Fool Portfolio Report
Monday, August 26, 1996
(FOOL GLOBAL WIRE)
ALEXANDRIA, VA, August 26, 1996 -- The market sold off to start the last week of August, and the Fool sold off some more. With pretty much everything but Medicis losing ground Monday, I find little to contribute to the "Internet chatter" and "cheerleading" that Wise journalists are convinced occurs so rampantly online.
So instead, we'll just continue along with our normal Foolish analysis and Foolish reporting.
AT&T led the list of Fool losers today, surrendering $1 1/8. I personally am delighted to see these shares in the Fool Portfolio for the next 12 months (at least). Following the free-market legislation of this year's Telecommunications Bill, it'll be fascinating watching how Big T tries to gobble up the local telephone service market while at the same time defending it's long-distance biz. USA Today featured an article on how America's phone companies are gearing up to spend record-breaking amounts on fall advertising campaigns, as AT&T and its competitors (like MCI and Sprint and now WorldCom, which announced a merger with MFS Communications today) try to grab local market share, while Ameritech, Bell Atlantic, and the rest of the regional Bells go after the long-distance market. You've got everything from Sprint's new relationship with the NFL, putting NFL team logos on prepaid phone cards and pagers, to Muggsy Bogues and Daisy Fuentes (the MTV "VJ") taking $30K-$50K for BellSouth.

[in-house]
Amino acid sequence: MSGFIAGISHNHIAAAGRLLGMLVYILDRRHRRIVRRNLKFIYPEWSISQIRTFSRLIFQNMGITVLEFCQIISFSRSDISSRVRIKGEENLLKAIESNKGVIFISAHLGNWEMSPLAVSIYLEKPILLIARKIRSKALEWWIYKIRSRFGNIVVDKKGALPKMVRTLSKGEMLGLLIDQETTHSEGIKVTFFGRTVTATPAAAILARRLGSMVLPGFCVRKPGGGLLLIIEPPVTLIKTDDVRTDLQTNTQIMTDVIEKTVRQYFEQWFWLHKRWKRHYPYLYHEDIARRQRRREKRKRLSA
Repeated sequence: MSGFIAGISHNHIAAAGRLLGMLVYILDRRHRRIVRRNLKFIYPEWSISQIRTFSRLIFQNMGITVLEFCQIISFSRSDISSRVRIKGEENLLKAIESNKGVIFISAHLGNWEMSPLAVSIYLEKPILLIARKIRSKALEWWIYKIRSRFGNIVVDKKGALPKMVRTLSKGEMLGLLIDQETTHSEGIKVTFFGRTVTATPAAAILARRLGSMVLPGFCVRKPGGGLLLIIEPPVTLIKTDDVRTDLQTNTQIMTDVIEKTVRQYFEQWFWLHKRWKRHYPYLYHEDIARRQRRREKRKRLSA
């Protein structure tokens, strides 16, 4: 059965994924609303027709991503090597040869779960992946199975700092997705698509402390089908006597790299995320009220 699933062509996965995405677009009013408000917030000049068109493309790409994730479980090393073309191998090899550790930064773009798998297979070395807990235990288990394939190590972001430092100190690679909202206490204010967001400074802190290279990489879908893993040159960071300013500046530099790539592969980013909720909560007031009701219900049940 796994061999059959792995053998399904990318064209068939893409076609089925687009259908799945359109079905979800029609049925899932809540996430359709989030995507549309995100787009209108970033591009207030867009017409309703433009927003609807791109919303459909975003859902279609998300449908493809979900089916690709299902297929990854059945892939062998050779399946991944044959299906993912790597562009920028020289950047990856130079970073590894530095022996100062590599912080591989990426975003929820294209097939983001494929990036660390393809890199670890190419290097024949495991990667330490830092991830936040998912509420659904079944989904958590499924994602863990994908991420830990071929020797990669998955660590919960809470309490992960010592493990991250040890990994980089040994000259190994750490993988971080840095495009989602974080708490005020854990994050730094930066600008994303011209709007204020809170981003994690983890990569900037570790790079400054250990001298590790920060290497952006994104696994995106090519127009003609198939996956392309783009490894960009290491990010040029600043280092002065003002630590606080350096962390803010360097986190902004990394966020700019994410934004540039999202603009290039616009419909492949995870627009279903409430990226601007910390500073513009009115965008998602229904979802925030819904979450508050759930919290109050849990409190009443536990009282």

Will this work? I'm a sports fan who generally thinks that athletic advertising tie-ins are smart. But your New York Giants pager? Your Seahawks prepaid phone card? "People who are into sports are passionate about it, and they might buy a telecommunications service because a company has sponsored an event," an analyst told USA Today. The more I reread that line, the lamer it looks.